The review looked at shelter data from 46 communities in Canada in 2016, capturing almost 133,000 shelter users, including an estimated 41,100 Indigenous people.

Some communities were dropped from regional breakdowns because of incomplete data, including Canada’s largest city, Toronto. The numbers also don’t capture those who are couch surfing —bouncing between other people’s homes, which Indigenous experts suggest is common — or living outside.

“Prior to this document, I think they were drastically under-estimating Indigenous homelessness, but I think even the document itself underestimates Indigenous homelessness,” said Jesse Thistle, a professor of Metis studies at York University in Toronto.

Two-thirds of Indigenous shelter-users were there because of evictions or emergencies — a higher rate than the two-fifths of non-Indigenous shelter-users. Indigenous shelter-users were also more than twice as likely to be in shelters because of substance abuse or financial issues.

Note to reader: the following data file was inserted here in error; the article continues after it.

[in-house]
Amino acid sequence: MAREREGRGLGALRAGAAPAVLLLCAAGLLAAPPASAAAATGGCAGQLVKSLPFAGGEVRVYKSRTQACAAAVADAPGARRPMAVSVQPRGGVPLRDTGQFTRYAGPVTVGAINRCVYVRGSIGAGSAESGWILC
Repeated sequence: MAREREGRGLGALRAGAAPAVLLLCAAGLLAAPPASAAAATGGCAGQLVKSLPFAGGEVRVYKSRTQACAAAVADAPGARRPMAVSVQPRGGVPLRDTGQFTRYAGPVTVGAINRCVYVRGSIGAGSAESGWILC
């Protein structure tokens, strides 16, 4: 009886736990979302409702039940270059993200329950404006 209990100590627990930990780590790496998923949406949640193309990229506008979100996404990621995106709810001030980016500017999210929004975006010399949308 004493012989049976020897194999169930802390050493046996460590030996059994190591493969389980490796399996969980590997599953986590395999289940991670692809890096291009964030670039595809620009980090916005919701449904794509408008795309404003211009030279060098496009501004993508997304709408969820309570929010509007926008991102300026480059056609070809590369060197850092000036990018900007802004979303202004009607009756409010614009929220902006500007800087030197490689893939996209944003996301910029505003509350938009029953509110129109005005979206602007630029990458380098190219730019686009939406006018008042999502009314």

The situation was most acute for Indigenous women, who were more than 15 times more likely than their non-Indigenous counterparts to use shelters. The corresponding figure for Indigenous men was 10 times more likely.

Inuit, too, were also found be more likely to use shelters than First Nations, Metis and non-status Aboriginals.

Indigenous women in shelters with children often spend their days shuttling among schools, medical appointments, and meetings to land social assistance and housing — all the while worrying they’ll be reported to child-welfare advocates, said Pamela Beebe, an Indigenous cultural education and protocol specialist at the University of Calgary who has also worked in Indigenous women’s shelters.

On top of that, finding a place to rent can be difficult, she said.